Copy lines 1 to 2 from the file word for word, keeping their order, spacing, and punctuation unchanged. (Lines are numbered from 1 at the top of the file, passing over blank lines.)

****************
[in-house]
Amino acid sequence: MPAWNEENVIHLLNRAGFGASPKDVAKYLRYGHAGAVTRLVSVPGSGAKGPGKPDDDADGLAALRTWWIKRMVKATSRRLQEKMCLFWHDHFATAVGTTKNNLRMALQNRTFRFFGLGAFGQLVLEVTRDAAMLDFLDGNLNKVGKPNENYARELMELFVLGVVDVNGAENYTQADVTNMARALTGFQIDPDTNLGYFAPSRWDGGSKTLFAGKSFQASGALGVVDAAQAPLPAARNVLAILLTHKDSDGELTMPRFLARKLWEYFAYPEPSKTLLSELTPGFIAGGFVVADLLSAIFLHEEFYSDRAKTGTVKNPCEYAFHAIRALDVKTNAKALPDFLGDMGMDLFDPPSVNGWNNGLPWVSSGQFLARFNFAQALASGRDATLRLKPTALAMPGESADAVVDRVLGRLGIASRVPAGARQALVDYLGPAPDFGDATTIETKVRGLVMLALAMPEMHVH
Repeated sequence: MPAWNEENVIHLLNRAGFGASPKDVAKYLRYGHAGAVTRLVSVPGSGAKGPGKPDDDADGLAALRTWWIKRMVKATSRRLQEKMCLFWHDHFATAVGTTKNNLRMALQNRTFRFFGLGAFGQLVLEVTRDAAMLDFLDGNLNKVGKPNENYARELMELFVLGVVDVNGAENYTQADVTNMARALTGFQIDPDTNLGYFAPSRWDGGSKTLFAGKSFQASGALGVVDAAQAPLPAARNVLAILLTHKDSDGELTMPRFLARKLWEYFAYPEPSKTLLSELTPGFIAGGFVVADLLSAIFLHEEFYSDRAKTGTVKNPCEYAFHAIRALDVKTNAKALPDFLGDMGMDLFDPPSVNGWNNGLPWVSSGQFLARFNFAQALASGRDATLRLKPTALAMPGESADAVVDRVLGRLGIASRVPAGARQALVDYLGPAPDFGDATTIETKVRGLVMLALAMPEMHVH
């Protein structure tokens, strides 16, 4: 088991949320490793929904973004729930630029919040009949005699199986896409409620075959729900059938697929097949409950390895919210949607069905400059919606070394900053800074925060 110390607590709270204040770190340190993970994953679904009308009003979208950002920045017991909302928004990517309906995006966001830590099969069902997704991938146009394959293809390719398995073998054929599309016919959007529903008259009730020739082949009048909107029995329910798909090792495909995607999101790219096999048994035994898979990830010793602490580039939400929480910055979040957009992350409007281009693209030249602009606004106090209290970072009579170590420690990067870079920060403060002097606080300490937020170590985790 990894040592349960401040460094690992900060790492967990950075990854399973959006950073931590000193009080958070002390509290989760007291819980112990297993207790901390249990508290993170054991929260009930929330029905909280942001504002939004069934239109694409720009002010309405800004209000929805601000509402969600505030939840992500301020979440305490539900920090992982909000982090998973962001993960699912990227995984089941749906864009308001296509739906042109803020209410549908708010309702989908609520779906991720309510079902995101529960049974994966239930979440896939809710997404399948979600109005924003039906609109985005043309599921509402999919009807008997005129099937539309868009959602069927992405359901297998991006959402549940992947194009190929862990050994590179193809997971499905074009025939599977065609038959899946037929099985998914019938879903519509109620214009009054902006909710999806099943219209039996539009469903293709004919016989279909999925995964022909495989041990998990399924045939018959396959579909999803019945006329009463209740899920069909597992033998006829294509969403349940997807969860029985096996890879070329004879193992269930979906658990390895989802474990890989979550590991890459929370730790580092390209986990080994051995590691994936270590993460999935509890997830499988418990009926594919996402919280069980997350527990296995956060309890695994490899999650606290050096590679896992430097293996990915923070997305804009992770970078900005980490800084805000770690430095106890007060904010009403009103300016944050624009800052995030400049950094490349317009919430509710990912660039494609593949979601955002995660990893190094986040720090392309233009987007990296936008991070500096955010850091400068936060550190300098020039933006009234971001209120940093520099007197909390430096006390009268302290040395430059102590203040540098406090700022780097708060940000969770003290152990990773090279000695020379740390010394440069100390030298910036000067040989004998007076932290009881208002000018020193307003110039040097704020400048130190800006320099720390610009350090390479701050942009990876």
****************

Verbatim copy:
[in-house]
Amino acid sequence: MPAWNEENVIHLLNRAGFGASPKDVAKYLRYGHAGAVTRLVSVPGSGAKGPGKPDDDADGLAALRTWWIKRMVKATSRRLQEKMCLFWHDHFATAVGTTKNNLRMALQNRTFRFFGLGAFGQLVLEVTRDAAMLDFLDGNLNKVGKPNENYARELMELFVLGVVDVNGAENYTQADVTNMARALTGFQIDPDTNLGYFAPSRWDGGSKTLFAGKSFQASGALGVVDAAQAPLPAARNVLAILLTHKDSDGELTMPRFLARKLWEYFAYPEPSKTLLSELTPGFIAGGFVVADLLSAIFLHEEFYSDRAKTGTVKNPCEYAFHAIRALDVKTNAKALPDFLGDMGMDLFDPPSVNGWNNGLPWVSSGQFLARFNFAQALASGRDATLRLKPTALAMPGESADAVVDRVLGRLGIASRVPAGARQALVDYLGPAPDFGDATTIETKVRGLVMLALAMPEMHVH